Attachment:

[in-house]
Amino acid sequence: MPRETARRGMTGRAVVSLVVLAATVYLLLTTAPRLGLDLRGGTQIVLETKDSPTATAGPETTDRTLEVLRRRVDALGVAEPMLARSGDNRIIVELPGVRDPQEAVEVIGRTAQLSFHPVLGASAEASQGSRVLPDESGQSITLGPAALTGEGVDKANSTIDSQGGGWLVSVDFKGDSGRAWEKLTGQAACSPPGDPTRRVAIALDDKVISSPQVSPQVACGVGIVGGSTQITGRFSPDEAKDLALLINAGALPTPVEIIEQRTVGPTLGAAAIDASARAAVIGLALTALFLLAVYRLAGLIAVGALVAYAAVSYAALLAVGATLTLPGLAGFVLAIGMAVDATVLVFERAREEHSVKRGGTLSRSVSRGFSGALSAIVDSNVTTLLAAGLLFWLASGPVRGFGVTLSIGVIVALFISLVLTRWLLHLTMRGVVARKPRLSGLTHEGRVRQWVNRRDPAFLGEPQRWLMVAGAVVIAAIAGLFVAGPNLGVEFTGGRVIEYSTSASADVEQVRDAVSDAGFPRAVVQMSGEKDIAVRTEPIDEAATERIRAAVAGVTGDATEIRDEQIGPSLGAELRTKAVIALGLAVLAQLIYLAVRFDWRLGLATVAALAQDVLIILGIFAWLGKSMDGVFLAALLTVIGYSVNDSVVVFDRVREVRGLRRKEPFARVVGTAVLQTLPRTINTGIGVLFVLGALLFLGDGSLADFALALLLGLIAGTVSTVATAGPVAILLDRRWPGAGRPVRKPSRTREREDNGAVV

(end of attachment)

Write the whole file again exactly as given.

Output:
[in-house]
Amino acid sequence: MPRETARRGMTGRAVVSLVVLAATVYLLLTTAPRLGLDLRGGTQIVLETKDSPTATAGPETTDRTLEVLRRRVDALGVAEPMLARSGDNRIIVELPGVRDPQEAVEVIGRTAQLSFHPVLGASAEASQGSRVLPDESGQSITLGPAALTGEGVDKANSTIDSQGGGWLVSVDFKGDSGRAWEKLTGQAACSPPGDPTRRVAIALDDKVISSPQVSPQVACGVGIVGGSTQITGRFSPDEAKDLALLINAGALPTPVEIIEQRTVGPTLGAAAIDASARAAVIGLALTALFLLAVYRLAGLIAVGALVAYAAVSYAALLAVGATLTLPGLAGFVLAIGMAVDATVLVFERAREEHSVKRGGTLSRSVSRGFSGALSAIVDSNVTTLLAAGLLFWLASGPVRGFGVTLSIGVIVALFISLVLTRWLLHLTMRGVVARKPRLSGLTHEGRVRQWVNRRDPAFLGEPQRWLMVAGAVVIAAIAGLFVAGPNLGVEFTGGRVIEYSTSASADVEQVRDAVSDAGFPRAVVQMSGEKDIAVRTEPIDEAATERIRAAVAGVTGDATEIRDEQIGPSLGAELRTKAVIALGLAVLAQLIYLAVRFDWRLGLATVAALAQDVLIILGIFAWLGKSMDGVFLAALLTVIGYSVNDSVVVFDRVREVRGLRRKEPFARVVGTAVLQTLPRTINTGIGVLFVLGALLFLGDGSLADFALALLLGLIAGTVSTVATAGPVAILLDRRWPGAGRPVRKPSRTREREDNGAVV